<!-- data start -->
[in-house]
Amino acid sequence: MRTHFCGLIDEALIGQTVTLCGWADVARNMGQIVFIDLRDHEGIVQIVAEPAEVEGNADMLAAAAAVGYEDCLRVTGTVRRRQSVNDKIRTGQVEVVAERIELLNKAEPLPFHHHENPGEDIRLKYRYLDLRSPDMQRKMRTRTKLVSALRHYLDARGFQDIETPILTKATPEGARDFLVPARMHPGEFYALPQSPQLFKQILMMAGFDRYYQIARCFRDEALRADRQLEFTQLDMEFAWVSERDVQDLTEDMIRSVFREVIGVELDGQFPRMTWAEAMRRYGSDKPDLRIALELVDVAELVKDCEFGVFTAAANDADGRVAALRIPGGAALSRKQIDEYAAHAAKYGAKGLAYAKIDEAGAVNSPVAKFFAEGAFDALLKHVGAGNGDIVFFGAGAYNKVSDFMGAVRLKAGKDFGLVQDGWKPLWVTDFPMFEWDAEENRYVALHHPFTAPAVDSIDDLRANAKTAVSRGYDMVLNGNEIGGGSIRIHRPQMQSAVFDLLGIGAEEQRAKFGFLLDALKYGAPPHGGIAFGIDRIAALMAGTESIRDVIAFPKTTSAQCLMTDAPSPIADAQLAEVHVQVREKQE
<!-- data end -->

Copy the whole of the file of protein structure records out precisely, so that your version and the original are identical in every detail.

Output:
[in-house]
Amino acid sequence: MRTHFCGLIDEALIGQTVTLCGWADVARNMGQIVFIDLRDHEGIVQIVAEPAEVEGNADMLAAAAAVGYEDCLRVTGTVRRRQSVNDKIRTGQVEVVAERIELLNKAEPLPFHHHENPGEDIRLKYRYLDLRSPDMQRKMRTRTKLVSALRHYLDARGFQDIETPILTKATPEGARDFLVPARMHPGEFYALPQSPQLFKQILMMAGFDRYYQIARCFRDEALRADRQLEFTQLDMEFAWVSERDVQDLTEDMIRSVFREVIGVELDGQFPRMTWAEAMRRYGSDKPDLRIALELVDVAELVKDCEFGVFTAAANDADGRVAALRIPGGAALSRKQIDEYAAHAAKYGAKGLAYAKIDEAGAVNSPVAKFFAEGAFDALLKHVGAGNGDIVFFGAGAYNKVSDFMGAVRLKAGKDFGLVQDGWKPLWVTDFPMFEWDAEENRYVALHHPFTAPAVDSIDDLRANAKTAVSRGYDMVLNGNEIGGGSIRIHRPQMQSAVFDLLGIGAEEQRAKFGFLLDALKYGAPPHGGIAFGIDRIAALMAGTESIRDVIAFPKTTSAQCLMTDAPSPIADAQLAEVHVQVREKQE